Malaysia To Expand Use Of Palm Oil In Biofuels
May 30, 2019

As one the world’s major palm oil producers, Malaysia will continue to play a key role in ensuring that the commodity remains a sustainable and eco-friendly fuel replacement for world markets.

Minister of International Trade and Industry Datuk Darell Leiking said in a statement on May 25, palm oil was a viable option to reducing the country’s dependency on fossil fuels, as it had tremendous potential as a renewable energy source, according to Bernama.

“As the largest exporter and second largest producer of the palm oil in the world, we sit in a position of ensuring this commodity evolves into an industry that brings much benefits to global market, in particular, the energy and transportation ecosystem,” he added.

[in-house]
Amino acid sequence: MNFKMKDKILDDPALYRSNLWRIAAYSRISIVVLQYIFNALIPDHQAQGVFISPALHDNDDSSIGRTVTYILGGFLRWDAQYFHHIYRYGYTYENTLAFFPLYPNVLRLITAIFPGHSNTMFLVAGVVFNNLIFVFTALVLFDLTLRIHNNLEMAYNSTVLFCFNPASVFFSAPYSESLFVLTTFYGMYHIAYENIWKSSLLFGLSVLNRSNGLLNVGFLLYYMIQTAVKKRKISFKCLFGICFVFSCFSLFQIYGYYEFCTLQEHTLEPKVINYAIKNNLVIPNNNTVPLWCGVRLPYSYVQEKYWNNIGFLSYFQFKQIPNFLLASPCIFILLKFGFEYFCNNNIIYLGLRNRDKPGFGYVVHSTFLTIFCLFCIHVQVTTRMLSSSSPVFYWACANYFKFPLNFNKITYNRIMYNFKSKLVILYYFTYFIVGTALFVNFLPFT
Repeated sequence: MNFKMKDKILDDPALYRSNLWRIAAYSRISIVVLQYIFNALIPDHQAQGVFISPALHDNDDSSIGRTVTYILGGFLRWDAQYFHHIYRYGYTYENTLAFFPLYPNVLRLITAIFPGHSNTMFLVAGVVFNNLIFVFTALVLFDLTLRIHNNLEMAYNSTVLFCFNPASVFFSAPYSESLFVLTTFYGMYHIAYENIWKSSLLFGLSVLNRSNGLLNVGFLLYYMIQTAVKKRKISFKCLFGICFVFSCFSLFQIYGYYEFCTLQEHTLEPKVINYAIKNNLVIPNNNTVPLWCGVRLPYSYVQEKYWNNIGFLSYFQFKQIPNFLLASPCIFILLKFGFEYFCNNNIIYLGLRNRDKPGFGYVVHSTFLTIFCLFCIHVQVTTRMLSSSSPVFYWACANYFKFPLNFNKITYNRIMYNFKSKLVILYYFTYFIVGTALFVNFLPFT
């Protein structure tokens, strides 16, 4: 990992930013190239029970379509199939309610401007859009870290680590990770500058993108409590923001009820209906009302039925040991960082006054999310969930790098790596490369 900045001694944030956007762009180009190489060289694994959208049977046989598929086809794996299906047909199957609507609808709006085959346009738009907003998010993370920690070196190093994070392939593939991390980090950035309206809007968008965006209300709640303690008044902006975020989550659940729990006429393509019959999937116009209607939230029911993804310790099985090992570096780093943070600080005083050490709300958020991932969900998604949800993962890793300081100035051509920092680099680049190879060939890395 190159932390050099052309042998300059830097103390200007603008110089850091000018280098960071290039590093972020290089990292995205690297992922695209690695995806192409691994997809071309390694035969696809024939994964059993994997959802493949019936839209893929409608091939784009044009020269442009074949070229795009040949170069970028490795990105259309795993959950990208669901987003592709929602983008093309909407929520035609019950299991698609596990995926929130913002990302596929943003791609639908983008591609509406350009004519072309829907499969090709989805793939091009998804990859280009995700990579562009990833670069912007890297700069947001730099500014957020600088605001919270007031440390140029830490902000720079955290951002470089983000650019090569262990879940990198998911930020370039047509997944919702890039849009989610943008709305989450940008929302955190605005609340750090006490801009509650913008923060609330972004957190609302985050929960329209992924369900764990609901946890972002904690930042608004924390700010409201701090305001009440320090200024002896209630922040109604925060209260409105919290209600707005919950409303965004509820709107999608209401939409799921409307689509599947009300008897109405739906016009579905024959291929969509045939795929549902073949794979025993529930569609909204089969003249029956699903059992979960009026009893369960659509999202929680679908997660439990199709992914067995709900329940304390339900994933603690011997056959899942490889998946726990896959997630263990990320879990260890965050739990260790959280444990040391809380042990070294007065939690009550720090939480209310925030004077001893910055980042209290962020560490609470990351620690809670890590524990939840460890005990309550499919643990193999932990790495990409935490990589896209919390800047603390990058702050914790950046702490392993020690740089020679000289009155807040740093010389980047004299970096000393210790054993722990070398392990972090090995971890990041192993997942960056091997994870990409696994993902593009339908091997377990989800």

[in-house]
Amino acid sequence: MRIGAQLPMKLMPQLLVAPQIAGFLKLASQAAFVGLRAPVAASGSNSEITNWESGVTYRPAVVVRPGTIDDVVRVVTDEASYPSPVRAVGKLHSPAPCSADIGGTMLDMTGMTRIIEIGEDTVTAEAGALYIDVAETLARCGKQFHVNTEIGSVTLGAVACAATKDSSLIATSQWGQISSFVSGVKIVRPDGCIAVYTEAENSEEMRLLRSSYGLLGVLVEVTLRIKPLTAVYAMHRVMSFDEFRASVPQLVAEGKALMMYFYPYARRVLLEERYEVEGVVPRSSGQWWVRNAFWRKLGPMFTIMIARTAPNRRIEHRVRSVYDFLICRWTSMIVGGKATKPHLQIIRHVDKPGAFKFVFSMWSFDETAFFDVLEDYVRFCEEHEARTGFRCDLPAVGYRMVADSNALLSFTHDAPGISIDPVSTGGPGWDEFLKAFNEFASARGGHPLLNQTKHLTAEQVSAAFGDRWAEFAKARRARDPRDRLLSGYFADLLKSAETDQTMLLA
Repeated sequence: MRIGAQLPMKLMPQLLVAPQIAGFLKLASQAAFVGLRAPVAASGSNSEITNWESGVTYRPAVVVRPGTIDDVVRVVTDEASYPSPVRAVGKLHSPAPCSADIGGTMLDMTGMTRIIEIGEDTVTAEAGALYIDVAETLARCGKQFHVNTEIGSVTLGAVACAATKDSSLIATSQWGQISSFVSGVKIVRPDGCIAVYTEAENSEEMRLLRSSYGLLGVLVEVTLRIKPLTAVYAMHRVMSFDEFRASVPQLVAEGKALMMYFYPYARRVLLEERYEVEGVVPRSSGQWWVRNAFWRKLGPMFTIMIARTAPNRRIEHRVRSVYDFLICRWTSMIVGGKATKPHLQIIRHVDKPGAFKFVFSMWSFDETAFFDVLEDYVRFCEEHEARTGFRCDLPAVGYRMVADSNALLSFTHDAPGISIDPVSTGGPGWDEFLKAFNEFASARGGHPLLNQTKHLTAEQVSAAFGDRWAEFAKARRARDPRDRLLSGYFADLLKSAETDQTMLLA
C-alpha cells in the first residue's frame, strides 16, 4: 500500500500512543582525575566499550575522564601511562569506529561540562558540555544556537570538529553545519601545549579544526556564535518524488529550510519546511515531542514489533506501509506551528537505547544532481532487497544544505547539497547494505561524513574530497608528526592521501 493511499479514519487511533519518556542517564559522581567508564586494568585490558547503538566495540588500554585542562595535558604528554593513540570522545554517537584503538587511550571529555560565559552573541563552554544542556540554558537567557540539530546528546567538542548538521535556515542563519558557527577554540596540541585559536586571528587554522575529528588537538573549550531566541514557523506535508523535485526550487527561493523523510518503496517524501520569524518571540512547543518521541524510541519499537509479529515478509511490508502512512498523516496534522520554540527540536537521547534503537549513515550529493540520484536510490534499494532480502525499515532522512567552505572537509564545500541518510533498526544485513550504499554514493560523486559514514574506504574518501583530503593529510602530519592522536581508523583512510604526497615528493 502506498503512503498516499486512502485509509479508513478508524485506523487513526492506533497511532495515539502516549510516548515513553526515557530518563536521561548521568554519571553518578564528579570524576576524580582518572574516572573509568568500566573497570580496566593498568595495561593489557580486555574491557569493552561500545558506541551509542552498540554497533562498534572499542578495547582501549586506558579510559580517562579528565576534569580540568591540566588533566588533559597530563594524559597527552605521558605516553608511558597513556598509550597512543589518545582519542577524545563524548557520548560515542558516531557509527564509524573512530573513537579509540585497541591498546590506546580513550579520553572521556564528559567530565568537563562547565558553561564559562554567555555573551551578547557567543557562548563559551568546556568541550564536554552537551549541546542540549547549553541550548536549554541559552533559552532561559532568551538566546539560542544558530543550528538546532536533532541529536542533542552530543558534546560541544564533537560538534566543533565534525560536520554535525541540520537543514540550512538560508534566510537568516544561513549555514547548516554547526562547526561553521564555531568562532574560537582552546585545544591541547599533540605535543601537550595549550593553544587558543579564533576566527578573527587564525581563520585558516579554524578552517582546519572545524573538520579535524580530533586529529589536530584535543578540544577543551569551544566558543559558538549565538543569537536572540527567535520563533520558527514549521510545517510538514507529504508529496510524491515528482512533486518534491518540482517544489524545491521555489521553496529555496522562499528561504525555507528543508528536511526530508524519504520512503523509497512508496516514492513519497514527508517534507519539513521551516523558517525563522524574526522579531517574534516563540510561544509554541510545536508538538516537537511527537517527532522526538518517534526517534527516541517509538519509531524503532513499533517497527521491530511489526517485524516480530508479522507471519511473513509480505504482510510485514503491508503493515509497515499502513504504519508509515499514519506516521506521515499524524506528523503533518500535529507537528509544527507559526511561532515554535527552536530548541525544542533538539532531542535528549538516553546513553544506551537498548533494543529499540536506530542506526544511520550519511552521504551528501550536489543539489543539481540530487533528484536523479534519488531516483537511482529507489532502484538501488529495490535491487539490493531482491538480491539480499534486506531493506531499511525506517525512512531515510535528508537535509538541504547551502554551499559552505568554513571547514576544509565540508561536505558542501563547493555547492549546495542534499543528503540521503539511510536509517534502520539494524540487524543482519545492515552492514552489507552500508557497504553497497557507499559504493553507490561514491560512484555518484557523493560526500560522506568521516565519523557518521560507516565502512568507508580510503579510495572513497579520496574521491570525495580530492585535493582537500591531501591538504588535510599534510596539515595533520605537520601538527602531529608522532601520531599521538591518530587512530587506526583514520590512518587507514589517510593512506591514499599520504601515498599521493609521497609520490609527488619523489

Malaysia’s national automotive policy is expected to allow for a higher percentage of palm-biodiesel blends over the next few decades, according to Leiking.

The government plans to include a “B20/B30-ready” specification for vehicles in a review of the policy, Leiking said, adding that Malaysia plans to double its biofuel programme to B20 by 2020, which mandates fuel be blended with 20 per cent palm-biodiesel.

“While there has been opposition against the current practices of planting palm oil recently, it only shows that there is demand and potential for the sector to emerge an important player to meet the needs of the energy and transportation sectors,” Leiking said.

The European Union earlier this week published regulations setting new criteria for the use of palm oil in biofuels. The rules, which will have a certification system and restrict the types of biofuels from palm oil that may be counted toward the EU renewable-energy goals, will come into force on June 10.